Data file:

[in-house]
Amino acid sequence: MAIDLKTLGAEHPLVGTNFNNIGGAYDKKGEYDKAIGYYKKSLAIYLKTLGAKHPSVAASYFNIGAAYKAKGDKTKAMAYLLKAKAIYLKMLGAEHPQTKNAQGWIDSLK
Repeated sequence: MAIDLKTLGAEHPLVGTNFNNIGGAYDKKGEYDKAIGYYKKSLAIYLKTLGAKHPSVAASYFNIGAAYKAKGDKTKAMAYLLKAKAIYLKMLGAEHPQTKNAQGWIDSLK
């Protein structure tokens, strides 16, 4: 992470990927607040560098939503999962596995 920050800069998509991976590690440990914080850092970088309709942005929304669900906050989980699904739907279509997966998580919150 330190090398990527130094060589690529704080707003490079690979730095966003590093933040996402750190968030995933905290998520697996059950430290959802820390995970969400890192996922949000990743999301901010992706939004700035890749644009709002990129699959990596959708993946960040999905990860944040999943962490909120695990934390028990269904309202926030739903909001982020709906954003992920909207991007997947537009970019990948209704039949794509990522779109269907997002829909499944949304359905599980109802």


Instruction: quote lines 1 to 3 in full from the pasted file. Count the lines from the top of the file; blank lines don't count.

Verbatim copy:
[in-house]
Amino acid sequence: MAIDLKTLGAEHPLVGTNFNNIGGAYDKKGEYDKAIGYYKKSLAIYLKTLGAKHPSVAASYFNIGAAYKAKGDKTKAMAYLLKAKAIYLKMLGAEHPQTKNAQGWIDSLK
Repeated sequence: MAIDLKTLGAEHPLVGTNFNNIGGAYDKKGEYDKAIGYYKKSLAIYLKTLGAKHPSVAASYFNIGAAYKAKGDKTKAMAYLLKAKAIYLKMLGAEHPQTKNAQGWIDSLK